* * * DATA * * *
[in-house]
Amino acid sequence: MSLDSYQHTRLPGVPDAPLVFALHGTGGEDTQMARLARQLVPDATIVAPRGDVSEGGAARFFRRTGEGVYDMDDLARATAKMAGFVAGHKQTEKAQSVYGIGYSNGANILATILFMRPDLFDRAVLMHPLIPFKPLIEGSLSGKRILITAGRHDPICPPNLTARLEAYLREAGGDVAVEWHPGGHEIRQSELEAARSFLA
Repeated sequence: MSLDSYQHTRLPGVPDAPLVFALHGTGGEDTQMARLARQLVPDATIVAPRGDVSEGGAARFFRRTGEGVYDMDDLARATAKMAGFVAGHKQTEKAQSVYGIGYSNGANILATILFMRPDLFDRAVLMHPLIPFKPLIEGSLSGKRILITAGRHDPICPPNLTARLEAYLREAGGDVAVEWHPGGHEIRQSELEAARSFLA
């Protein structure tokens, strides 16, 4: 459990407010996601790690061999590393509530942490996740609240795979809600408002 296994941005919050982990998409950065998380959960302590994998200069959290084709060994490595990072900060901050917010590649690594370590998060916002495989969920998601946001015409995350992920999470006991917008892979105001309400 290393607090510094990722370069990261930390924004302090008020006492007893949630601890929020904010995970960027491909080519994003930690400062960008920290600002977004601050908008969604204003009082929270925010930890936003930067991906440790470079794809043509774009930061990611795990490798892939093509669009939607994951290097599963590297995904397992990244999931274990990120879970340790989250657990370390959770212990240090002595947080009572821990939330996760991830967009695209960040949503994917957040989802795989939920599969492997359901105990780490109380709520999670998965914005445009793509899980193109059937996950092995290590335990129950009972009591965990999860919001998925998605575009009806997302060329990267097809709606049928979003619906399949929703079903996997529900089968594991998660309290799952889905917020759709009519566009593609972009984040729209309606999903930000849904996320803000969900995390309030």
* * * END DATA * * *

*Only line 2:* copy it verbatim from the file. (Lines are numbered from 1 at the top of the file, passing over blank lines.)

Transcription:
Amino acid sequence: MSLDSYQHTRLPGVPDAPLVFALHGTGGEDTQMARLARQLVPDATIVAPRGDVSEGGAARFFRRTGEGVYDMDDLARATAKMAGFVAGHKQTEKAQSVYGIGYSNGANILATILFMRPDLFDRAVLMHPLIPFKPLIEGSLSGKRILITAGRHDPICPPNLTARLEAYLREAGGDVAVEWHPGGHEIRQSELEAARSFLA